I have this Madagascar Pin Palm or Pachypondium Lamerei which has been attacked by some kind of fungal or bacterial infestation.

I've been using an antifungal solution, yesterday was the 3rd application (spraying the solution mixed with water once a week) but it doesn't seem to get any better as new black spots appear on the back of new leaves (see pictures).

I have been using Amystar from Syngenta mixed in a water solution according to instructions from the producer.

Does anyone know what this is and if there is a better solution?

It doesn't have any pests, at least none that I can see and it didn't have a pest infestation before.

I water it every almost 5-7 days and it sits in full sun for about 5-7 hours in a South-West window. The soil is specifically for cactuses/succulents and the pot has a drainage system in which the extra water can spill.


https://i.sstatic.net/tig6i.jpg https://i.sstatic.net/yXdG3.jpg https://i.sstatic.net/2bl9D.jpg https://i.sstatic.net/wJ0d4.jpg https://i.sstatic.net/DrXhE.jpg https://i.sstatic.net/s9vDP.jpg https://i.sstatic.net/qxsFY.jpg

Thanks, Radu

1 Answer 1


Well I would say neither bacterial nor fungal. Reason being that the leaf of Pachypodium is typically tropical in that it is thick with a waxy/shiny/hard coat surface. It's really quite difficult for an infection to get from the outside in. Much more likely for problems to arise on the inside and display signs through the most visible parts later.

Recall that Pachypodium (thick-foot) is like many succulents designed to profit from downpours of rain followed by very dry conditions; it rapidly absorbs water into the trunk and the leaves when it has the chance and hangs onto this moisture as long as possible, feeding it to the growing parts as required. To emulate this in the house you need a fast draining mix like cactus mix which evidently you already have. However your draining system might need a review to see if it is working efficiently. All you really need is a free draining pot standing high so that no water can accumulate in the saucer, and make sure you do not water until the plant has "deflated" quite a lot. Otherwise root rots begin and signs show in the leaves.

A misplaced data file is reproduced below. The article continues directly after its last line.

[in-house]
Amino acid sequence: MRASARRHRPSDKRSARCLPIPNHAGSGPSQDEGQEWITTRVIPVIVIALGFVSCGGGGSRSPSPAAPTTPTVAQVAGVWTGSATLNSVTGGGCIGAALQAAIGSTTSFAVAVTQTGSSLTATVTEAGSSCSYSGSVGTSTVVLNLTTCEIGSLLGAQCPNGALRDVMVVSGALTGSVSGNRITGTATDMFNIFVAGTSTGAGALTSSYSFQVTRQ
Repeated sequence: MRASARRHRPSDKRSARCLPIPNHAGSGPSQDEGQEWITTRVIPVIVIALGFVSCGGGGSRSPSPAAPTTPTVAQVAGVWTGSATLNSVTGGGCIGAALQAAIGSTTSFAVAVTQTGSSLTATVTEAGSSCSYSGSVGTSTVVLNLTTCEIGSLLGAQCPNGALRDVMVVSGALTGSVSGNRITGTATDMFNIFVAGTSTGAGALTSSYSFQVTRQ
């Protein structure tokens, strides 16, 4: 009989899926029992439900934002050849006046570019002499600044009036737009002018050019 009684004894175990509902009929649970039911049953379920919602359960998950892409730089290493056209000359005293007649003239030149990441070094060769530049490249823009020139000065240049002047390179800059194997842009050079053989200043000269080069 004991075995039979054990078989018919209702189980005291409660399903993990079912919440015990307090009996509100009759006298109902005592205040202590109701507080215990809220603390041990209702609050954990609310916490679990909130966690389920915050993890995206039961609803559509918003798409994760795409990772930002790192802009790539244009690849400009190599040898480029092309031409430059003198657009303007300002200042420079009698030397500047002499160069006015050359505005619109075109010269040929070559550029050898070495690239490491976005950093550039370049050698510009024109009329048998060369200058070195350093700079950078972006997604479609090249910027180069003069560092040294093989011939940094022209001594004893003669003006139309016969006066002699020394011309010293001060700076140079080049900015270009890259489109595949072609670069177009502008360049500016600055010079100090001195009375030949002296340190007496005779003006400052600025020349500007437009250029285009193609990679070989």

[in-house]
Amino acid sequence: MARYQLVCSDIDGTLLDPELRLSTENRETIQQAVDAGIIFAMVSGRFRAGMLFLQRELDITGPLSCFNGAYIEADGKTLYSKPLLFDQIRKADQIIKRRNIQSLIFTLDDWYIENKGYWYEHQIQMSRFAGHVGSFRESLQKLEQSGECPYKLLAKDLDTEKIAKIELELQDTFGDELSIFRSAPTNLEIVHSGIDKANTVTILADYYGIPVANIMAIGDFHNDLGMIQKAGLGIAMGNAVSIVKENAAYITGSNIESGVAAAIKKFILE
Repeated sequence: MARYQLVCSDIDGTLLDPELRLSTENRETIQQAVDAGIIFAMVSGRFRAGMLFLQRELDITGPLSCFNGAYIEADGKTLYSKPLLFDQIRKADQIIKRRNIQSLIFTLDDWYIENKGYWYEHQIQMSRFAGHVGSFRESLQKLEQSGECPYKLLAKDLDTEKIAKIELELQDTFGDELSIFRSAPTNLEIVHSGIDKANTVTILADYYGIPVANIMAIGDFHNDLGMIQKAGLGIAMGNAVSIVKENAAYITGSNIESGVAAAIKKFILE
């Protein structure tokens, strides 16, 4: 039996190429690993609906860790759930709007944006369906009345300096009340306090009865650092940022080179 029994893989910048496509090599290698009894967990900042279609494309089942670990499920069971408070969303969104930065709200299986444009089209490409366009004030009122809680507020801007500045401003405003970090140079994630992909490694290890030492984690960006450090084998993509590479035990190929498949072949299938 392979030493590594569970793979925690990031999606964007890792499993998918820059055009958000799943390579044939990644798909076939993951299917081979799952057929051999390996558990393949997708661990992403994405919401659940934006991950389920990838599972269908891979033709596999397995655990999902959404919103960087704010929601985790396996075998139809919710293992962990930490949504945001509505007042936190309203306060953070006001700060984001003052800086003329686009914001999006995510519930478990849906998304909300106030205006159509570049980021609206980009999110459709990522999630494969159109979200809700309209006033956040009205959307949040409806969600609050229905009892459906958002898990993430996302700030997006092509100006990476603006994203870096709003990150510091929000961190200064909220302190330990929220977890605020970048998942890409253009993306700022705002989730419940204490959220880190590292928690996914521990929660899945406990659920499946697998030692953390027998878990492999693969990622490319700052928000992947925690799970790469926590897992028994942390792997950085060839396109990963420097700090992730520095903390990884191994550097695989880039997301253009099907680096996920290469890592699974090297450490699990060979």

• Hmm, while your explanation does make sense, logically, I am doubting the fact that it might have root rot since the stem looks good, the other two stems have been growing and it's constantly growing new leaves. From what I've researched it looks like some kind of fungal infection. I mean that explains the black spots and the fact that they always appear on the backside of the leaf. I've also checked the drainge and water does remain in the saucer quite fast after watering.
    – RaduN
    Commented May 8, 2020 at 21:56
  • Check the roots by pulling the pot from the plant (tilt sideways); fungus on leaf should show characteristic growth under high magnification? Commented May 8, 2020 at 22:23
  • So I checked the roots at the top portion and they looked healthy. White and firm. I also accidentally broke some of the more deeper roots and theu were the same, white and firm.
    – RaduN
    Commented May 8, 2020 at 22:59
  • imgur.com/n890VYf
    – RaduN
    Commented May 8, 2020 at 22:59
  • imgur.com/ac278Kc - no mushy or black/brown parts. Soil was almost dry, I did feel some moisture, but it was far from damp, felt mostly cold and dry.
    – RaduN
    Commented May 8, 2020 at 23:01

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